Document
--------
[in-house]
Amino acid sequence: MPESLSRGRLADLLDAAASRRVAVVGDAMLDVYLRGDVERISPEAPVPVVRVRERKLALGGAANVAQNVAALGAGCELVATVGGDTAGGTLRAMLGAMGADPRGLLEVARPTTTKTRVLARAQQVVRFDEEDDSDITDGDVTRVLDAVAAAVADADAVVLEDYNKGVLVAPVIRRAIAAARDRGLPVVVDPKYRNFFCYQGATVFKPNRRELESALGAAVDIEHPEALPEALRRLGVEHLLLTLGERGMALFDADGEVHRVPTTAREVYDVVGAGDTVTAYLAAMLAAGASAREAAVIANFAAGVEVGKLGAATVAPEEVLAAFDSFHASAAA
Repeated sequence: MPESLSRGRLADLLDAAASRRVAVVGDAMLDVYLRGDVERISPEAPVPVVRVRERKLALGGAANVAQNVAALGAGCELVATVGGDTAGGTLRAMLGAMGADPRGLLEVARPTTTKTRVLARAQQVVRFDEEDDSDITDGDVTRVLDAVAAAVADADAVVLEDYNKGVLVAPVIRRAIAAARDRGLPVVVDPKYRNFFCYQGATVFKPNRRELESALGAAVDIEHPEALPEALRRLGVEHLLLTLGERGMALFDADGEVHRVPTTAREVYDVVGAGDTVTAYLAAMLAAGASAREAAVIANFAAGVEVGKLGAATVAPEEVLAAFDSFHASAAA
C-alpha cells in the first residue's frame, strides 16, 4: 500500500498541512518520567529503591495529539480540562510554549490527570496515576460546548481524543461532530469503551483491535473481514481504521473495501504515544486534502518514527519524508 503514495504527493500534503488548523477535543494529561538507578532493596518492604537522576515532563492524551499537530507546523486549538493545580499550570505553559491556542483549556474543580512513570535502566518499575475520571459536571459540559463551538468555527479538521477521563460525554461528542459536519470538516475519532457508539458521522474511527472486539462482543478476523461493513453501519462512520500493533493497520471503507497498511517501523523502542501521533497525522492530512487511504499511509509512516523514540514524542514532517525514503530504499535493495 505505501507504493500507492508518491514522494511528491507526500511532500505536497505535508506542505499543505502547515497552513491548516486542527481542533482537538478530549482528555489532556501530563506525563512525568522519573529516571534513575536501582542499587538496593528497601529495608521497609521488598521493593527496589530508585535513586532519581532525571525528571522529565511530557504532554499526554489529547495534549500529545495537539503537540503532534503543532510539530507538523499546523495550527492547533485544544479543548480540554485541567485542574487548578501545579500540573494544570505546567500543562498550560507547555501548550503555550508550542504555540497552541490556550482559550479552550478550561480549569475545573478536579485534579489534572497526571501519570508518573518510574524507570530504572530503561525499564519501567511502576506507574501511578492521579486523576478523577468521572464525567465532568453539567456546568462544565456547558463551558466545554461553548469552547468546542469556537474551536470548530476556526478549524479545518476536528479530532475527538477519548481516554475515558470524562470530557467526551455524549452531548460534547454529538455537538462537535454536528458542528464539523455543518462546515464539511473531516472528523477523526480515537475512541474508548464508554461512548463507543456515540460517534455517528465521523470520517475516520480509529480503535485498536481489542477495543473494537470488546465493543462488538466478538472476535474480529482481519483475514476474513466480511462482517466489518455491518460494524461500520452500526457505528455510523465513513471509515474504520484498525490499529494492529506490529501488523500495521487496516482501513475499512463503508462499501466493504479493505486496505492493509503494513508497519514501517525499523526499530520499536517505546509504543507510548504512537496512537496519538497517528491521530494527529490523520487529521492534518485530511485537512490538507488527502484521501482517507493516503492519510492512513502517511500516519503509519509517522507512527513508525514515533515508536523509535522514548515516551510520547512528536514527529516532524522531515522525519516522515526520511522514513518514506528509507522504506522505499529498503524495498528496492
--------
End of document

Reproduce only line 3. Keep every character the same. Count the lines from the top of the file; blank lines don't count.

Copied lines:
Repeated sequence: MPESLSRGRLADLLDAAASRRVAVVGDAMLDVYLRGDVERISPEAPVPVVRVRERKLALGGAANVAQNVAALGAGCELVATVGGDTAGGTLRAMLGAMGADPRGLLEVARPTTTKTRVLARAQQVVRFDEEDDSDITDGDVTRVLDAVAAAVADADAVVLEDYNKGVLVAPVIRRAIAAARDRGLPVVVDPKYRNFFCYQGATVFKPNRRELESALGAAVDIEHPEALPEALRRLGVEHLLLTLGERGMALFDADGEVHRVPTTAREVYDVVGAGDTVTAYLAAMLAAGASAREAAVIANFAAGVEVGKLGAATVAPEEVLAAFDSFHASAAA